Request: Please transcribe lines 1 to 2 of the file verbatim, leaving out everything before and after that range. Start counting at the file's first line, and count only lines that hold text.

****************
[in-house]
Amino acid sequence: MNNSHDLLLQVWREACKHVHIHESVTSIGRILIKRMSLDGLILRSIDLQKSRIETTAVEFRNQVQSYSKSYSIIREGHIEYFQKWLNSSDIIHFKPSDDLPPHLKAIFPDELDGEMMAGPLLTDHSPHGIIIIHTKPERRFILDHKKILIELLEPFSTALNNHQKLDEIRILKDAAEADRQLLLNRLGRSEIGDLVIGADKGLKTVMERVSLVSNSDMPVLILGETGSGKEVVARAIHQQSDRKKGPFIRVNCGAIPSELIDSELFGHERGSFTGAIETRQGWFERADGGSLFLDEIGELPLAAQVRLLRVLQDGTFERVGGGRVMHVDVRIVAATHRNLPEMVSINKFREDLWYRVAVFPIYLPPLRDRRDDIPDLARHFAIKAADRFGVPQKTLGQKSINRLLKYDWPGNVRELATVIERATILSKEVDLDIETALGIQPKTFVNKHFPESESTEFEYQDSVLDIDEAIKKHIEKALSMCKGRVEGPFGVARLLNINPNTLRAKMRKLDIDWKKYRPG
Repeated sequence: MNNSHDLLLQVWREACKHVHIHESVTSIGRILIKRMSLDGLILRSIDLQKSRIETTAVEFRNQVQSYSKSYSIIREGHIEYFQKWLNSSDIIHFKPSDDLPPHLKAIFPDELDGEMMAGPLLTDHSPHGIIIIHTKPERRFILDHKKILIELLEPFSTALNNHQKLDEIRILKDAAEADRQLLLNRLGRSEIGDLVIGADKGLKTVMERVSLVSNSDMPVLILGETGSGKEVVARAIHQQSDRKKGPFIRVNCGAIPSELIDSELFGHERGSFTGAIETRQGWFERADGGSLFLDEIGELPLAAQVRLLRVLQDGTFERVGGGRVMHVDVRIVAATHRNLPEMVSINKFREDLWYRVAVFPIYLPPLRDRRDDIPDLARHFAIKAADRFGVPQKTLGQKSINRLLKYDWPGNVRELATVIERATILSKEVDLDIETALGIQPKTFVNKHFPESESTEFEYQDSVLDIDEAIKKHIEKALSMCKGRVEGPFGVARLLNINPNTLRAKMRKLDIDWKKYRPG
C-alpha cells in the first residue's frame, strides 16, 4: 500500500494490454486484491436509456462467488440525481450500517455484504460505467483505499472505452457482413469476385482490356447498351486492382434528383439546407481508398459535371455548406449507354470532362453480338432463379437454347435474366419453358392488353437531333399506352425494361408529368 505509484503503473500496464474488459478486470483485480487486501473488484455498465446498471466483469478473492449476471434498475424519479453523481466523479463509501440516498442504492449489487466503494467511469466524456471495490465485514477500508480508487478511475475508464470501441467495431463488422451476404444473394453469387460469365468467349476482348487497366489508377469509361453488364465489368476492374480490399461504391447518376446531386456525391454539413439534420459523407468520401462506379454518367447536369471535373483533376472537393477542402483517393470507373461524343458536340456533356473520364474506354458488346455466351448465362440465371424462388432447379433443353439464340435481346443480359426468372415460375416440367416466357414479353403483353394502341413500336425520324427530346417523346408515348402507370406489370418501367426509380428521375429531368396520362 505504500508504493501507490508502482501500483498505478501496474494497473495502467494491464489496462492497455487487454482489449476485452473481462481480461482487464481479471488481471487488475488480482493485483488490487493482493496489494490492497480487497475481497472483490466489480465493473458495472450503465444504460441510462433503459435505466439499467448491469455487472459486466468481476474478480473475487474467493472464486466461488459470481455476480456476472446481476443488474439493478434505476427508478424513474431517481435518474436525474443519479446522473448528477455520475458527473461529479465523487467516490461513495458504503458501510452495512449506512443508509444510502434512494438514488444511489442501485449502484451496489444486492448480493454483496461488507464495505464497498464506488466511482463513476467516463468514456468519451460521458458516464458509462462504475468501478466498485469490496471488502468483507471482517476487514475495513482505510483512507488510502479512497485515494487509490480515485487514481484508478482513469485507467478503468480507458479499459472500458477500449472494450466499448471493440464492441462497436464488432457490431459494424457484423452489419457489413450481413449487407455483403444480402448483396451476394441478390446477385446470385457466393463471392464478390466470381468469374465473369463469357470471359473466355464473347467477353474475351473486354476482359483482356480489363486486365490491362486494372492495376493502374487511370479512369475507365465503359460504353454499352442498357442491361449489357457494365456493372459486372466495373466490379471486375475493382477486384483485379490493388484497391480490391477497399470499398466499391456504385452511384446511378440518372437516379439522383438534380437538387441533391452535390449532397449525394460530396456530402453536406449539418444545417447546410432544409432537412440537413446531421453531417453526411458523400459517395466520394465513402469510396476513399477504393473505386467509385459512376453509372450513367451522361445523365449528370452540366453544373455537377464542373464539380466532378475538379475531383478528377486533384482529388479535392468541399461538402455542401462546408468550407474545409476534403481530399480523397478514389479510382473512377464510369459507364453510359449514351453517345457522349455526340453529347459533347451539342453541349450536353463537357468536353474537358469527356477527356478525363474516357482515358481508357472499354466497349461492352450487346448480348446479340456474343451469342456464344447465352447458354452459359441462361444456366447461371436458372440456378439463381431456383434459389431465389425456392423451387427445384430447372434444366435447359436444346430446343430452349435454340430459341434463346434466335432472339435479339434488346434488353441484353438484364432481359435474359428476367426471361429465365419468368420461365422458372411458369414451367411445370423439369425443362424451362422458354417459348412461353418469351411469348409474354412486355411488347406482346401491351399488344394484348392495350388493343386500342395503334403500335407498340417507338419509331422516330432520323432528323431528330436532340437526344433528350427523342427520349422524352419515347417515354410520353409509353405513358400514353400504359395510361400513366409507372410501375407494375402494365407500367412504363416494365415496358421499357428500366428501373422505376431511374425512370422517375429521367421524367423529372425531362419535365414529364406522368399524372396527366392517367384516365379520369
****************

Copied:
[in-house]
Amino acid sequence: MNNSHDLLLQVWREACKHVHIHESVTSIGRILIKRMSLDGLILRSIDLQKSRIETTAVEFRNQVQSYSKSYSIIREGHIEYFQKWLNSSDIIHFKPSDDLPPHLKAIFPDELDGEMMAGPLLTDHSPHGIIIIHTKPERRFILDHKKILIELLEPFSTALNNHQKLDEIRILKDAAEADRQLLLNRLGRSEIGDLVIGADKGLKTVMERVSLVSNSDMPVLILGETGSGKEVVARAIHQQSDRKKGPFIRVNCGAIPSELIDSELFGHERGSFTGAIETRQGWFERADGGSLFLDEIGELPLAAQVRLLRVLQDGTFERVGGGRVMHVDVRIVAATHRNLPEMVSINKFREDLWYRVAVFPIYLPPLRDRRDDIPDLARHFAIKAADRFGVPQKTLGQKSINRLLKYDWPGNVRELATVIERATILSKEVDLDIETALGIQPKTFVNKHFPESESTEFEYQDSVLDIDEAIKKHIEKALSMCKGRVEGPFGVARLLNINPNTLRAKMRKLDIDWKKYRPG